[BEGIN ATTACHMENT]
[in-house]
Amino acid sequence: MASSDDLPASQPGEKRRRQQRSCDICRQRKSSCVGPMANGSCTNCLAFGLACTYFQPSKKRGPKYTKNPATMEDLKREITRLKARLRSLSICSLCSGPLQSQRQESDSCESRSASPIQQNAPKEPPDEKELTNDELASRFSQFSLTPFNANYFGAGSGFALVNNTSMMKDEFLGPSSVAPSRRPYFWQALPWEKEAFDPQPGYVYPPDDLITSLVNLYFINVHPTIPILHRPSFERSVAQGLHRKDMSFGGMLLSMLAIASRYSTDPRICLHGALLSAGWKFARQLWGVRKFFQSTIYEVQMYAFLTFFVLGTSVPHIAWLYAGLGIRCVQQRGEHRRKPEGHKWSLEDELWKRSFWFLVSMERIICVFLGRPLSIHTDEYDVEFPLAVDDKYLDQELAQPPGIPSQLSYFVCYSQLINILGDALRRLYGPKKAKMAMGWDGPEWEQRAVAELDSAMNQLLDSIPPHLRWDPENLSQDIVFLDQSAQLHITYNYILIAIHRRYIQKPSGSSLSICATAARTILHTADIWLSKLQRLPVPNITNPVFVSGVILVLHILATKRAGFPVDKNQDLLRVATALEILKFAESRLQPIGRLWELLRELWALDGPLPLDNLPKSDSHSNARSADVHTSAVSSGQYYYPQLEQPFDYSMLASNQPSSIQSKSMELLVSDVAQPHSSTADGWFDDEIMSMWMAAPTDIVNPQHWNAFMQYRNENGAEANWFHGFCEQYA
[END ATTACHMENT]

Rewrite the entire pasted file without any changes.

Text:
[in-house]
Amino acid sequence: MASSDDLPASQPGEKRRRQQRSCDICRQRKSSCVGPMANGSCTNCLAFGLACTYFQPSKKRGPKYTKNPATMEDLKREITRLKARLRSLSICSLCSGPLQSQRQESDSCESRSASPIQQNAPKEPPDEKELTNDELASRFSQFSLTPFNANYFGAGSGFALVNNTSMMKDEFLGPSSVAPSRRPYFWQALPWEKEAFDPQPGYVYPPDDLITSLVNLYFINVHPTIPILHRPSFERSVAQGLHRKDMSFGGMLLSMLAIASRYSTDPRICLHGALLSAGWKFARQLWGVRKFFQSTIYEVQMYAFLTFFVLGTSVPHIAWLYAGLGIRCVQQRGEHRRKPEGHKWSLEDELWKRSFWFLVSMERIICVFLGRPLSIHTDEYDVEFPLAVDDKYLDQELAQPPGIPSQLSYFVCYSQLINILGDALRRLYGPKKAKMAMGWDGPEWEQRAVAELDSAMNQLLDSIPPHLRWDPENLSQDIVFLDQSAQLHITYNYILIAIHRRYIQKPSGSSLSICATAARTILHTADIWLSKLQRLPVPNITNPVFVSGVILVLHILATKRAGFPVDKNQDLLRVATALEILKFAESRLQPIGRLWELLRELWALDGPLPLDNLPKSDSHSNARSADVHTSAVSSGQYYYPQLEQPFDYSMLASNQPSSIQSKSMELLVSDVAQPHSSTADGWFDDEIMSMWMAAPTDIVNPQHWNAFMQYRNENGAEANWFHGFCEQYA